The company said the accounts “spread geopolitical narratives favorable to the Chinese Communist Party” and were removed due to a breach of its platform’s manipulation policies.
The abolition of Twitter is the latest development in Silicon Valley’s attempt to prevent governments using social media platforms from pushing narratives in their favor.
Twitter is officially blocked in China, although many people in the country have access to it via VPN. Among the targets of the Chinese campaign were the Chinese abroad “in an effort to exploit their ability to expand the influence of the party-state,” according to the Australian Institute for Strategic Policy, a team with which Twitter worked to analyze accounts. Twitter said the accounts tweeted “mostly in Chinese”.
Renee DiResta, director of research at Stanford’s Internet Observatory, who also analyzed the accounts, said many of those who published information about Covid-19 throughout the spring were created only in late January.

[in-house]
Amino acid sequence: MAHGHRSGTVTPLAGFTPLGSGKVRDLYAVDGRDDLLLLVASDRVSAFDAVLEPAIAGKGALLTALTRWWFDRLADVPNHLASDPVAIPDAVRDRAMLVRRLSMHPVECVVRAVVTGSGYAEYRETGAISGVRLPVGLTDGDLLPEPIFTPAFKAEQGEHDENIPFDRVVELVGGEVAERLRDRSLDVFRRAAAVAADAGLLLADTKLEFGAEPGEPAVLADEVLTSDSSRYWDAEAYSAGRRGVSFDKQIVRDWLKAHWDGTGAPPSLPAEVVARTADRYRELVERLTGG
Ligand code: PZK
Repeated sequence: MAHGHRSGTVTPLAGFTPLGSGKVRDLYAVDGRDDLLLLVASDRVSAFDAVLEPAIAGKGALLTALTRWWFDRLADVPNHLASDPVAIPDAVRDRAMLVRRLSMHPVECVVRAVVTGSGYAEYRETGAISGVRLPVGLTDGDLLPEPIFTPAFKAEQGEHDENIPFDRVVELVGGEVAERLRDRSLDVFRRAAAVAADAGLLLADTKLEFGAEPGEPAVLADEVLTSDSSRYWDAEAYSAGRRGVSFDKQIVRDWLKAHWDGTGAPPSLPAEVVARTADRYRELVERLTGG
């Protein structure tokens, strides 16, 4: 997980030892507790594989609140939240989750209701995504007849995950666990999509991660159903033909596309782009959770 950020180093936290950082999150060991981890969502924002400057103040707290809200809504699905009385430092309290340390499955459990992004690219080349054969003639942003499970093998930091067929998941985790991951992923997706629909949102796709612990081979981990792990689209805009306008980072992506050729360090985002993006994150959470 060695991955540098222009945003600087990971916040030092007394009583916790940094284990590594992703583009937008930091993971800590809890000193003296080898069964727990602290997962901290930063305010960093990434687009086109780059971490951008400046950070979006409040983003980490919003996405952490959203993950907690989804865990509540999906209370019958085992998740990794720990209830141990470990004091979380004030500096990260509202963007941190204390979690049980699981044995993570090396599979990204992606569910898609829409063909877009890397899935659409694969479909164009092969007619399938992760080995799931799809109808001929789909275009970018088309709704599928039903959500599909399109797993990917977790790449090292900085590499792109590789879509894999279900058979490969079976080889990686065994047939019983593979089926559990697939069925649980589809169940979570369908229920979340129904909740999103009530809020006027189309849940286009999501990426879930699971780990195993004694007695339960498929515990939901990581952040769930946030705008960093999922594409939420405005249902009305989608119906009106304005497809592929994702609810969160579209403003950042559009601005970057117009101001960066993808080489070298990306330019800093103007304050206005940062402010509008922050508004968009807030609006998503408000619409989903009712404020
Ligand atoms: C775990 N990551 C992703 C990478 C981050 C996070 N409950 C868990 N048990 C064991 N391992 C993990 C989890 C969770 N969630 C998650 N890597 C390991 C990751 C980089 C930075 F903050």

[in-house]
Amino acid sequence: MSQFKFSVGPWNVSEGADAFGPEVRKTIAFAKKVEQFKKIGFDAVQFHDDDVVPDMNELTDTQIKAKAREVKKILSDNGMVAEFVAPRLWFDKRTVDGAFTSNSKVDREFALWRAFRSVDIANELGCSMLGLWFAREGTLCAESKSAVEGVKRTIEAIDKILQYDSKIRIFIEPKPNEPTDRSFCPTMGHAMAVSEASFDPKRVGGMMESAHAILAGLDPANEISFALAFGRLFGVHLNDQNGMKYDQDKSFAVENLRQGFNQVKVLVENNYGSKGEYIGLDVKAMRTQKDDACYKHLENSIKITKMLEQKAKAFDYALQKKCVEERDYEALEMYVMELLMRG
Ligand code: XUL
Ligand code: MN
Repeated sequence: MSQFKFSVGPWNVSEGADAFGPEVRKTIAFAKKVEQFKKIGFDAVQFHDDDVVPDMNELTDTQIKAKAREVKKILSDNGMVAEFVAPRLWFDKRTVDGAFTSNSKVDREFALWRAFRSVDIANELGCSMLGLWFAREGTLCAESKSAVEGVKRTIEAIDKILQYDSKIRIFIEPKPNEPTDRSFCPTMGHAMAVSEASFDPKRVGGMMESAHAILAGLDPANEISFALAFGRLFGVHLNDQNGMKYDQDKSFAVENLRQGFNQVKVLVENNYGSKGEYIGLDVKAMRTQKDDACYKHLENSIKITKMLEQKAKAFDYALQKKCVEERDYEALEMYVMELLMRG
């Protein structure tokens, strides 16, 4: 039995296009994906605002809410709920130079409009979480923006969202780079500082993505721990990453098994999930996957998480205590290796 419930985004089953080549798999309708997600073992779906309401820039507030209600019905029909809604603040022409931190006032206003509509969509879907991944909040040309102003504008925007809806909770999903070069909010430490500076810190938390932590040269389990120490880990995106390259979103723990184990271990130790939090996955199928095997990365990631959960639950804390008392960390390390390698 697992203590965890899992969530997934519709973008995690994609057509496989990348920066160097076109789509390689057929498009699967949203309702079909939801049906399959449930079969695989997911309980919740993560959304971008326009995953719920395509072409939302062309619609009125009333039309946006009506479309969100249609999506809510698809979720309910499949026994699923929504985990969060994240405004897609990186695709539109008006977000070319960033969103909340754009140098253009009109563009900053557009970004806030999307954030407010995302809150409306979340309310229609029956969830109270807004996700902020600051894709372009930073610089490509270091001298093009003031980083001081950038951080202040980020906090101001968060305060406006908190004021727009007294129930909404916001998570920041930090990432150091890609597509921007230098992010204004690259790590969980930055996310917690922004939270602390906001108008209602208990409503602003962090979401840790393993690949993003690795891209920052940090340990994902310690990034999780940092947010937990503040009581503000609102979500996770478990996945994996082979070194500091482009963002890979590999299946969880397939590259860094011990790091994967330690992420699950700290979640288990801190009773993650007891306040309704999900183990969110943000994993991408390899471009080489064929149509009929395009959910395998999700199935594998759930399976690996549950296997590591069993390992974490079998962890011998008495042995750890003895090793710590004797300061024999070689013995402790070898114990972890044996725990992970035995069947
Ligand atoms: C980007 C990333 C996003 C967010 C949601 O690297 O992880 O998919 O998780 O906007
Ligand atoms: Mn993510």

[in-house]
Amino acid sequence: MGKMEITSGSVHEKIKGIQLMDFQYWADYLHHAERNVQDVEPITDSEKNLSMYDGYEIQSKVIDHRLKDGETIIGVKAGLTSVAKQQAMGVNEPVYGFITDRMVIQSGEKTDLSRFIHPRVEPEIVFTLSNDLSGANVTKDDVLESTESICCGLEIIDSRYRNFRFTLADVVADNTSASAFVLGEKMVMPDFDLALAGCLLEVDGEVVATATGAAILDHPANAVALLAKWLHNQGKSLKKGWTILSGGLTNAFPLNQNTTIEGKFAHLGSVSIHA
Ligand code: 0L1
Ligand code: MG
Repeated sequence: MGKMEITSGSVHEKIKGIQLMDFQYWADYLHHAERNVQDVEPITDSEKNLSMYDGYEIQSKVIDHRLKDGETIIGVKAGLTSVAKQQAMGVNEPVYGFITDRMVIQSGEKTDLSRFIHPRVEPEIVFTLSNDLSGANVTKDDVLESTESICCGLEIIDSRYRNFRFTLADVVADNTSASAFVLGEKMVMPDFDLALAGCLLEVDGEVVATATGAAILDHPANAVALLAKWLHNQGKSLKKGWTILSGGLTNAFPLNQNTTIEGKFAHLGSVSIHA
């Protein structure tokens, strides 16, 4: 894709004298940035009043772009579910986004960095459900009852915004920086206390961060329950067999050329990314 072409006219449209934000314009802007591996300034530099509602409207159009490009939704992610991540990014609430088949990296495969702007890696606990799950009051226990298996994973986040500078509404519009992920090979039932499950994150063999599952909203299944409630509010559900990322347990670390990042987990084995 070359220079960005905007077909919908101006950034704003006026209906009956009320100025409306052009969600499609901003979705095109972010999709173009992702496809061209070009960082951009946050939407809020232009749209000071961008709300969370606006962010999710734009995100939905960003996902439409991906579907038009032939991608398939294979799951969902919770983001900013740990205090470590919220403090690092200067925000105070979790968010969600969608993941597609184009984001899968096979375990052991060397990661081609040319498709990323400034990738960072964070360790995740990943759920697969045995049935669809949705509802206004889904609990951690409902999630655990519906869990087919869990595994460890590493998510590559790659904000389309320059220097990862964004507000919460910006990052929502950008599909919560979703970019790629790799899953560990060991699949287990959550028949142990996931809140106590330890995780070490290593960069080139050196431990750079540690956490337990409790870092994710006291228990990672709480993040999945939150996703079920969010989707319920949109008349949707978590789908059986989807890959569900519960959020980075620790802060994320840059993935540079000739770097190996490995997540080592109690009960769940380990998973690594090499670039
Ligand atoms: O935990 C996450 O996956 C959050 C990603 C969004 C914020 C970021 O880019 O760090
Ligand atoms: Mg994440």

“Stories about Covid,” SIO wrote in its analysis, “praises China’s response to the virus, while tweets also use the pandemic to compete with U.S. and Hong Kong activists.”
Twitter said it had identified 23,750 accounts it described as a “core network of high commitment” used to tweet content that was favorable to Beijing and 150,000 accounts used to boost content, for example, by retweeting content published from key accounts.
The 23,750 accounts tweeted collectively 348,608 times, according to Stanford researchers.
Twitter said many of the accounts had been located early and therefore had a low number of followers and low commitment.
This is not the first such action on Twitter. In August 2019, the company canceled about 1,000 accounts believed to be operating in mainland China because “they were deliberately trying to sow political discord in Hong Kong.”
The company also announced on Thursday that it had closed accounts linked to Russia and Turkey.
Twitter found more than 1,000 accounts promoted by the ruling United Russia party.
In Turkey, a network of 7,340 accounts has published favorable content from AK Party Turkish President Recep Tayyip Erdogan. Stanford researchers said the accounts had been tweeted 37 million times.
Tweets from many of the accounts that Twitter closes will be published by the company in a file where they can be studied.